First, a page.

Why?More Button

No Deputy has explained this statement that it is socially desirable. What is the position? We are talking here about gifts up to £5,000. That is a substantial amount. The case being made against t...More Button

The Deputy did not wait for the “because”. Maybe he would listen to the argument. It was agreed on all sides, I think, that people do not arrange marriages in order to evade duty. Therefore, what a...More Button

I think Deputy Cooney follows what I am saying.More Button

Let us be clear on this. If it is to be a question of transferring the property they can transfer it irrespective of whether the son is getting married, and if they live for five years afterwards ther...More Button

That is right, provided they are alive. If a person should be on his deathbed at the time he had a son or daughter who was getting married, he would be positively safe in transferring them. There is...More Button

There is no question of that. The argument here is that this provision is an inducement to people not to transfer property but there is no basis in logic for that argument. The inducement to people ...More Button

That takes us back to what we were saying before. Does anybody transfer property to a son or daughter on marriage solely for the purpose of avoiding duty?More Button

If the inducement of avoiding duty is a potent one, he will transfer the property regardless of whether his son is getting married and he will do so as early as he considers it feasible to avoid duty....More Button

Yes.More Button

Assuming that the house was provided by the parent to the son or daughter on marriage and that it was worth more than £5,000, duty would be payable only if the parent died within five years of making ...More Button

If most of Deputy Tully's constituents could be fortunate enough to be given a house worth more than £5,000 on the occasion of their marriage——More Button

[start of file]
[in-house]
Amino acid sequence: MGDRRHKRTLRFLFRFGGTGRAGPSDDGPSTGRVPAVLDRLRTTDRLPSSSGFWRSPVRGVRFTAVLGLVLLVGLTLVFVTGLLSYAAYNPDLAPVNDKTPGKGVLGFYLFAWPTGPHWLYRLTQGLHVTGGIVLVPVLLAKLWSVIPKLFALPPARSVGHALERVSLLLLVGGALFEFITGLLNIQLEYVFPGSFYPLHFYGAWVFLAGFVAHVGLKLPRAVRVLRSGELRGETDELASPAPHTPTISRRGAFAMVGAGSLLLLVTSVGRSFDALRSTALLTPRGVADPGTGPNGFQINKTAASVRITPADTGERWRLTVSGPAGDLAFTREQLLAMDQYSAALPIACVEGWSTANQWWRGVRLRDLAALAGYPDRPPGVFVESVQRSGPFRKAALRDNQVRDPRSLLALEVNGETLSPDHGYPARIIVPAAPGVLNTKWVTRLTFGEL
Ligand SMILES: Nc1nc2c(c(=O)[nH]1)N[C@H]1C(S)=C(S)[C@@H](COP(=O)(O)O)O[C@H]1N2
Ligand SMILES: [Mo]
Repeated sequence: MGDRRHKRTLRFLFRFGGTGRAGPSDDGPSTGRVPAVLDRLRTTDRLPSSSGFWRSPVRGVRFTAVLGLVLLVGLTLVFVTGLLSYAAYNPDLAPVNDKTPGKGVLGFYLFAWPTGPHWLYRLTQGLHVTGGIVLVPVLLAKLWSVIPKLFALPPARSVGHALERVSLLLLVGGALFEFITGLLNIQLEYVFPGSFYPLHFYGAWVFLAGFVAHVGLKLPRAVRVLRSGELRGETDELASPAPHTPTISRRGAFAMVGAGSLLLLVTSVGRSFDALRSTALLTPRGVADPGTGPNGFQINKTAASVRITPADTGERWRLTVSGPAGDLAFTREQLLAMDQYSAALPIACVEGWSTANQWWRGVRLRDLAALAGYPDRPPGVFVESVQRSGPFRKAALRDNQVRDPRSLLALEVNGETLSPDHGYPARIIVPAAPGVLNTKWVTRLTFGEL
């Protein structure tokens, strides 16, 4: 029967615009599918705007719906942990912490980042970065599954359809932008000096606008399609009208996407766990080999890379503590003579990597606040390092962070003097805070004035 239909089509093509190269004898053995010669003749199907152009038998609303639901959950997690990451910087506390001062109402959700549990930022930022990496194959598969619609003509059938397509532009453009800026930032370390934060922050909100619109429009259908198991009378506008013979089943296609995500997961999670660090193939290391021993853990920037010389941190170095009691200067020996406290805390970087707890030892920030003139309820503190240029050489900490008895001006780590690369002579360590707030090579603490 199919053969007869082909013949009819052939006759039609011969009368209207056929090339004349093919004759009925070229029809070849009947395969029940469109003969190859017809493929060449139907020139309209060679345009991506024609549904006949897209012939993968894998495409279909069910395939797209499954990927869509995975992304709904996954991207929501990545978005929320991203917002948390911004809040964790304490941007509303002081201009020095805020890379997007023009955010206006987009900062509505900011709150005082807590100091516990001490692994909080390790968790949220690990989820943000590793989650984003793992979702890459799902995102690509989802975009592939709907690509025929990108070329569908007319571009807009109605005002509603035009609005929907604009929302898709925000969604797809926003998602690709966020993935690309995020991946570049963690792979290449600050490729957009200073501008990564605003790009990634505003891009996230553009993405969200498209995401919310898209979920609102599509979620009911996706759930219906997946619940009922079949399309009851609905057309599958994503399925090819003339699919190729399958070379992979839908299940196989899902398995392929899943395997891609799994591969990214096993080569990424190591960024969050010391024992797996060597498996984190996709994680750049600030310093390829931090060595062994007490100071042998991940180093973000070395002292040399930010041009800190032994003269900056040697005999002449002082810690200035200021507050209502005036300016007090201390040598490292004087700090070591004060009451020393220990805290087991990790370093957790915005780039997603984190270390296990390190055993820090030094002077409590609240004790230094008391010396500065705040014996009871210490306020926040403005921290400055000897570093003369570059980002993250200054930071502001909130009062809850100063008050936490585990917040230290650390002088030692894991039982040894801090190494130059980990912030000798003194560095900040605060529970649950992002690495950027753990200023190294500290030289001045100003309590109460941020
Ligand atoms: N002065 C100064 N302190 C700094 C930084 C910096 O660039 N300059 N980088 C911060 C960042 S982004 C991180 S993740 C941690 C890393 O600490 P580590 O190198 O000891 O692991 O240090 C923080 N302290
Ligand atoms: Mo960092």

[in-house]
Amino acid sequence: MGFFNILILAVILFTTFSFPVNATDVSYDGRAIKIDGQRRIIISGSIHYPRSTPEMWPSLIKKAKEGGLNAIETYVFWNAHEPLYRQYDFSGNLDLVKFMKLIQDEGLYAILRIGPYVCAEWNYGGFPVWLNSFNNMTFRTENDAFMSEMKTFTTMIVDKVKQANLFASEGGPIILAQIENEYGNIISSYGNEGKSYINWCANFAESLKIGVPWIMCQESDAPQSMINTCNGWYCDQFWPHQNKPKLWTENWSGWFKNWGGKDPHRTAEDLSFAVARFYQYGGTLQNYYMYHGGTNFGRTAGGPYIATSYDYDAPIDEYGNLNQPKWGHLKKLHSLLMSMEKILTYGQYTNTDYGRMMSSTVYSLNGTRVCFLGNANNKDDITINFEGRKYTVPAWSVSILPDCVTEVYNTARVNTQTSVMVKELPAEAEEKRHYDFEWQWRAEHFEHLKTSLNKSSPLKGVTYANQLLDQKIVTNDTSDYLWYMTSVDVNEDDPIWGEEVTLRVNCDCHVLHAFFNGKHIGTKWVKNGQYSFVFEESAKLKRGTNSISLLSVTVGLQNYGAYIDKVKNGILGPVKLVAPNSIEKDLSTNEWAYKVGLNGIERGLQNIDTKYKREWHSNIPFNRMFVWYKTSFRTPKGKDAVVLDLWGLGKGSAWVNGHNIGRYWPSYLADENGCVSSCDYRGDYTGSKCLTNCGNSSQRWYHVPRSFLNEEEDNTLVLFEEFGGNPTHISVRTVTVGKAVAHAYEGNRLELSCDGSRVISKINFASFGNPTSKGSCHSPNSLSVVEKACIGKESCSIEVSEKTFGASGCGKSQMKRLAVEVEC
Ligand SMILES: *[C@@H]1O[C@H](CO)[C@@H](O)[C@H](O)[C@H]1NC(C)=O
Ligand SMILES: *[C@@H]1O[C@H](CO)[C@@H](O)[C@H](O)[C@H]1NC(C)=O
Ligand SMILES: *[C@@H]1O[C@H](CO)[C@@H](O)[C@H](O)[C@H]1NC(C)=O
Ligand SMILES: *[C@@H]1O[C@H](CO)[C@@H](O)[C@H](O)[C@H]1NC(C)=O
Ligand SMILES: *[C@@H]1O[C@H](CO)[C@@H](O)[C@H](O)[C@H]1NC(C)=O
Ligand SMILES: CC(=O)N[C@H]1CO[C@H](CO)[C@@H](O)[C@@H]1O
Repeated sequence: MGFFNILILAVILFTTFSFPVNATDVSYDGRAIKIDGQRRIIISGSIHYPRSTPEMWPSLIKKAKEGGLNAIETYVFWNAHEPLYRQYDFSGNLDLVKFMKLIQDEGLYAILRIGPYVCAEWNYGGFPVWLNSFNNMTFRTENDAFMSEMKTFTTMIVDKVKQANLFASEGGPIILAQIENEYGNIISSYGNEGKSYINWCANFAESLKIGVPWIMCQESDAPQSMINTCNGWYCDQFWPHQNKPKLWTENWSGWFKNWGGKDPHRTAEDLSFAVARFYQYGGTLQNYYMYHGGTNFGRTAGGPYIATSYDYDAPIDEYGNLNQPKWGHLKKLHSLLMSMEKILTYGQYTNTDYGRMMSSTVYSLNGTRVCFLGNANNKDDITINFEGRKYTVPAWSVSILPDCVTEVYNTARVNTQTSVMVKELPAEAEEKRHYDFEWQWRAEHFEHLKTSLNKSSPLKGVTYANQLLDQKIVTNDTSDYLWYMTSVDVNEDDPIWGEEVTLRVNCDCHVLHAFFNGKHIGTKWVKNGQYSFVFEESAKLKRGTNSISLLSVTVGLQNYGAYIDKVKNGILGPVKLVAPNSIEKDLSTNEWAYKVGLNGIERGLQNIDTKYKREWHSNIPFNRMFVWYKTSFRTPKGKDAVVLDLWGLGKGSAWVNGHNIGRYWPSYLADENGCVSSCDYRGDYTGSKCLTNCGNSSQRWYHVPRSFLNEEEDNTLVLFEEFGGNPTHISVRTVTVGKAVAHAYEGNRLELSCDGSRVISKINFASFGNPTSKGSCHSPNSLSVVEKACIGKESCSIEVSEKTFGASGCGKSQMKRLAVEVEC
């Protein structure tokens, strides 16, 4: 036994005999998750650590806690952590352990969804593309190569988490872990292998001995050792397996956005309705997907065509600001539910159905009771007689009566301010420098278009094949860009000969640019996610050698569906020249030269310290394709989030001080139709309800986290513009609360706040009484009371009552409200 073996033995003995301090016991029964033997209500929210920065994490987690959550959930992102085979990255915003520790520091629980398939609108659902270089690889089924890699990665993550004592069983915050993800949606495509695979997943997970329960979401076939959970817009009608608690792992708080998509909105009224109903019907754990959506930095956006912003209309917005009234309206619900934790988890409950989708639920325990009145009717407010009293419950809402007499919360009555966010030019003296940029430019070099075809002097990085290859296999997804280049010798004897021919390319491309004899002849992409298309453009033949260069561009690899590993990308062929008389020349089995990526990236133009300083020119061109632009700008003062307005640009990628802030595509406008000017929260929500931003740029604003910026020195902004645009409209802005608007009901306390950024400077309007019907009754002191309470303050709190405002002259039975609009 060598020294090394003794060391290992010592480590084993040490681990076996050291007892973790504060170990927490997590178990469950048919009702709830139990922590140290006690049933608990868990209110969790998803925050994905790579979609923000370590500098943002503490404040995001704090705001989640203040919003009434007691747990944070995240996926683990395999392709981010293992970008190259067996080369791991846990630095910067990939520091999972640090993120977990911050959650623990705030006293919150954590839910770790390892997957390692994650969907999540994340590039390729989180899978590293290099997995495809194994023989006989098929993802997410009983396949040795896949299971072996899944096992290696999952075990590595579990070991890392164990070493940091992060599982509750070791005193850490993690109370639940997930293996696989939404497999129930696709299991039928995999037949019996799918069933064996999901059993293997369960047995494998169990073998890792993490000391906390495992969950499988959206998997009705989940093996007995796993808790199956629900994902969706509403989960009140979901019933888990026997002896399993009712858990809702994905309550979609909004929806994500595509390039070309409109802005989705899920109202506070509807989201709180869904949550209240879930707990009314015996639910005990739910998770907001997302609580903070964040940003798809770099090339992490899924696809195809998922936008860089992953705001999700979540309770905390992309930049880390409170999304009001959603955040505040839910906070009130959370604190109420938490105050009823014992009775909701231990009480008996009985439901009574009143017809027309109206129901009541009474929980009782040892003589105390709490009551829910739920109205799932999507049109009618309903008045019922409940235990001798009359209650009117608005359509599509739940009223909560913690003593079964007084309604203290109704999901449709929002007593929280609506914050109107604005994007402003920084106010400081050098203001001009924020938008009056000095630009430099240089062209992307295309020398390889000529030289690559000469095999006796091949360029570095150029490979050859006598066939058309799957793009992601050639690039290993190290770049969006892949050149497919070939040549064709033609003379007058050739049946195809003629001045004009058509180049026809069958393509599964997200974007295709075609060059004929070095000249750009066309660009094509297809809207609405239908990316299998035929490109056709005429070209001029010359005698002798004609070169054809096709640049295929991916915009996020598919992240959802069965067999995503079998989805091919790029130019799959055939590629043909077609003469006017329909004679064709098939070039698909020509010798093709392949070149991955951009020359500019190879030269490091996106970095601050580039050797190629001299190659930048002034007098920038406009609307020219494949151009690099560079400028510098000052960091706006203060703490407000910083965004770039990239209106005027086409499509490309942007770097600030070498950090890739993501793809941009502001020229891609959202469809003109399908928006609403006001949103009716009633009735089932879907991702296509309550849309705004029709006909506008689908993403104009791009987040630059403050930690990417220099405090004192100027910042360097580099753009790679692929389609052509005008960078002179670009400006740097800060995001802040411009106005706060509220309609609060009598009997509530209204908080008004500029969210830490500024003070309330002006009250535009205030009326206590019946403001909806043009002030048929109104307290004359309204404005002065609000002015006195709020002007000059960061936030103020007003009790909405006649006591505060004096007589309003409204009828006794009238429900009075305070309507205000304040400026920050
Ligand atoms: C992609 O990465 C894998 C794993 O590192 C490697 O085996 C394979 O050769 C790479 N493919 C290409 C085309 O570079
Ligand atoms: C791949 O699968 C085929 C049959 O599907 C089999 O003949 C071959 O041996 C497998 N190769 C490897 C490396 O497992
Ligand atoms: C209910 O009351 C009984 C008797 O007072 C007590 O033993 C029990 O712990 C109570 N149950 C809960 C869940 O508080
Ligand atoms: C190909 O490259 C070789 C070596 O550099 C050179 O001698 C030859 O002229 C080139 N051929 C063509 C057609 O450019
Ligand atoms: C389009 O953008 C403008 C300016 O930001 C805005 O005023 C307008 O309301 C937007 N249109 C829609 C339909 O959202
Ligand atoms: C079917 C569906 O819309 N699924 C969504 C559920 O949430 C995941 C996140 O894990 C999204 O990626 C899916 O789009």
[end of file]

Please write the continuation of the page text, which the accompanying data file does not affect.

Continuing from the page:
——they would not complain of having to pay duty in the remote cases of the donor dying within five years.More Button

There is no question of giving a present to the State. They would have to pay duty in the same way as anybody else.More Button

He might not.More Button

Because the exemption exists and it should be continued for the normal kind of case but we are trying to stop the person who is wealthy from evading duty.More Button

That was over a period of three years.More Button

Yes.More Button

The Deputy is misrepresenting what I said. If the Deputy wants a fair argument I will give it to him but if he wants to twist my words I will not bother. He can have it one way or the other. I am t...More Button

No. The estate will have to pay, not the person who gets it.More Button

Deputy Bruton is correct.More Button

The donee is responsible.More Button

Free of duty?More Button

I wish the Deputy would tell me why they should be free of duty. It is a very strange attitude to adopt, especially for a Member of the Labour Party——More Button

——that a man should be able to pass on his property no matter how much he has, in consideration of marriage, and pay no duty.More Button

Yes.More Button

Who will be penalised?More Button

Farmers on the artificial valuation?More Button

The provision we discussed on the previous section whereby roughly 90 per cent of the agricultural cases coming before the Revenue Commissionors do not pay any duty.More Button

The Deputy is more than a rural Deputy. He has a certain profession which might give him a vested professional interest in this matter.More Button

I can understand that problem.More Button

I thought I indicated that the reason for this section is that I want to close a loophole which has existed and which has been used and I want at the same time, while doing that, to retain the existin...More Button